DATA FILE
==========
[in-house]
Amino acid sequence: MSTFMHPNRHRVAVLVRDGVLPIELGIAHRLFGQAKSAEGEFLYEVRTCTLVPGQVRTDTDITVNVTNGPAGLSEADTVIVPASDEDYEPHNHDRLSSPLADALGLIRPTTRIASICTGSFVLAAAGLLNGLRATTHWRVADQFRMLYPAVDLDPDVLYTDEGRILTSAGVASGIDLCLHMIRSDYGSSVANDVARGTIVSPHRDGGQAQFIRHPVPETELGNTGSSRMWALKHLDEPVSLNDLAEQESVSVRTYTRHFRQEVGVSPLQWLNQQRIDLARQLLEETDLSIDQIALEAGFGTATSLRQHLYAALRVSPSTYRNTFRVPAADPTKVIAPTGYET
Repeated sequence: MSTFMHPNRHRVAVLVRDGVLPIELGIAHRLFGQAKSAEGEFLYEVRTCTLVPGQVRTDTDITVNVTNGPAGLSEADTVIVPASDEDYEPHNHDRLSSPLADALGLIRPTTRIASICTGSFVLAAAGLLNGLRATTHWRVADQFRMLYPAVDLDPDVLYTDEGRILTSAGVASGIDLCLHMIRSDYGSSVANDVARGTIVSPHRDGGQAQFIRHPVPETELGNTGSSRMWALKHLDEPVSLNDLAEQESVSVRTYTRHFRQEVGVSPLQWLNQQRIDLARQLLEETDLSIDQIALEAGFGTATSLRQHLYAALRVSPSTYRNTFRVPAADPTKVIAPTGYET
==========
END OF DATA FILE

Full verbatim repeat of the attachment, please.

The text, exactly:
[in-house]
Amino acid sequence: MSTFMHPNRHRVAVLVRDGVLPIELGIAHRLFGQAKSAEGEFLYEVRTCTLVPGQVRTDTDITVNVTNGPAGLSEADTVIVPASDEDYEPHNHDRLSSPLADALGLIRPTTRIASICTGSFVLAAAGLLNGLRATTHWRVADQFRMLYPAVDLDPDVLYTDEGRILTSAGVASGIDLCLHMIRSDYGSSVANDVARGTIVSPHRDGGQAQFIRHPVPETELGNTGSSRMWALKHLDEPVSLNDLAEQESVSVRTYTRHFRQEVGVSPLQWLNQQRIDLARQLLEETDLSIDQIALEAGFGTATSLRQHLYAALRVSPSTYRNTFRVPAADPTKVIAPTGYET
Repeated sequence: MSTFMHPNRHRVAVLVRDGVLPIELGIAHRLFGQAKSAEGEFLYEVRTCTLVPGQVRTDTDITVNVTNGPAGLSEADTVIVPASDEDYEPHNHDRLSSPLADALGLIRPTTRIASICTGSFVLAAAGLLNGLRATTHWRVADQFRMLYPAVDLDPDVLYTDEGRILTSAGVASGIDLCLHMIRSDYGSSVANDVARGTIVSPHRDGGQAQFIRHPVPETELGNTGSSRMWALKHLDEPVSLNDLAEQESVSVRTYTRHFRQEVGVSPLQWLNQQRIDLARQLLEETDLSIDQIALEAGFGTATSLRQHLYAALRVSPSTYRNTFRVPAADPTKVIAPTGYET